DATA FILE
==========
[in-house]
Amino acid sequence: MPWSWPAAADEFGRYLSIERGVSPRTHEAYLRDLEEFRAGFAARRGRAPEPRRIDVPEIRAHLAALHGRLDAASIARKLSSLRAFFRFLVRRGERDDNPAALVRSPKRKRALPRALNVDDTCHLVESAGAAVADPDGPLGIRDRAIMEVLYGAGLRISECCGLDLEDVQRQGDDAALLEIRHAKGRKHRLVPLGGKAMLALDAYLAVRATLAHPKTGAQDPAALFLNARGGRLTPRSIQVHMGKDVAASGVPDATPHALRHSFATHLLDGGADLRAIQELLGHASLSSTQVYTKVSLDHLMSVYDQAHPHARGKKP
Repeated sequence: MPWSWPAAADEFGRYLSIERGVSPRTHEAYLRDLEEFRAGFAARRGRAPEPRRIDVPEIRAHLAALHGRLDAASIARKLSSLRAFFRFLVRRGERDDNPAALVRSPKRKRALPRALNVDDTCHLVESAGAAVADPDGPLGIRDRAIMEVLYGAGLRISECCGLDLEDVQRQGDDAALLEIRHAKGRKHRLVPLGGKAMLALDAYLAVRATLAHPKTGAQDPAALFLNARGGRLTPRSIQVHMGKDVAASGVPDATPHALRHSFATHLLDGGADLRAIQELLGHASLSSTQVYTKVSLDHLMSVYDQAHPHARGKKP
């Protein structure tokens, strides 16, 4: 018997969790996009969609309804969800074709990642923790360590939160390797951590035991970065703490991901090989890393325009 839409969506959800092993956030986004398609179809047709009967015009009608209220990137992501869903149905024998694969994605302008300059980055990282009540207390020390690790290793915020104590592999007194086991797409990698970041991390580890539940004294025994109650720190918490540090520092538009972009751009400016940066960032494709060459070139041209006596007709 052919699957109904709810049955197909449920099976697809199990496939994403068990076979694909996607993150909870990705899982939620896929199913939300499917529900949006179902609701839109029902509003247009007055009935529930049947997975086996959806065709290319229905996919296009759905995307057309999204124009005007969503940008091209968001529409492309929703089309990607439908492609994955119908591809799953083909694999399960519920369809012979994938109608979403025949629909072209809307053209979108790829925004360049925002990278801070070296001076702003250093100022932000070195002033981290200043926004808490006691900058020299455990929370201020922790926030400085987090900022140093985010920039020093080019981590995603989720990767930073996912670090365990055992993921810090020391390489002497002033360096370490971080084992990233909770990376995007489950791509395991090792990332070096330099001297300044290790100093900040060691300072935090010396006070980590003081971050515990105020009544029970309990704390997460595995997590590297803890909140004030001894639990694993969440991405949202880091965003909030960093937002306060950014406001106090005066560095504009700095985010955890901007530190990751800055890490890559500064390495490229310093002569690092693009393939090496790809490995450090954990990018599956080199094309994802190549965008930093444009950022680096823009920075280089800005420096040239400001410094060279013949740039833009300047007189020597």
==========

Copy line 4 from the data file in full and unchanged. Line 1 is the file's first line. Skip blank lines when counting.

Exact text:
């Protein structure tokens, strides 16, 4: 018997969790996009969609309804969800074709990642923790360590939160390797951590035991970065703490991901090989890393325009 839409969506959800092993956030986004398609179809047709009967015009009608209220990137992501869903149905024998694969994605302008300059980055990282009540207390020390690790290793915020104590592999007194086991797409990698970041991390580890539940004294025994109650720190918490540090520092538009972009751009400016940066960032494709060459070139041209006596007709 052919699957109904709810049955197909449920099976697809199990496939994403068990076979694909996607993150909870990705899982939620896929199913939300499917529900949006179902609701839109029902509003247009007055009935529930049947997975086996959806065709290319229905996919296009759905995307057309999204124009005007969503940008091209968001529409492309929703089309990607439908492609994955119908591809799953083909694999399960519920369809012979994938109608979403025949629909072209809307053209979108790829925004360049925002990278801070070296001076702003250093100022932000070195002033981290200043926004808490006691900058020299455990929370201020922790926030400085987090900022140093985010920039020093080019981590995603989720990767930073996912670090365990055992993921810090020391390489002497002033360096370490971080084992990233909770990376995007489950791509395991090792990332070096330099001297300044290790100093900040060691300072935090010396006070980590003081971050515990105020009544029970309990704390997460595995997590590297803890909140004030001894639990694993969440991405949202880091965003909030960093937002306060950014406001106090005066560095504009700095985010955890901007530190990751800055890490890559500064390495490229310093002569690092693009393939090496790809490995450090954990990018599956080199094309994802190549965008930093444009950022680096823009920075280089800005420096040239400001410094060279013949740039833009300047007189020597």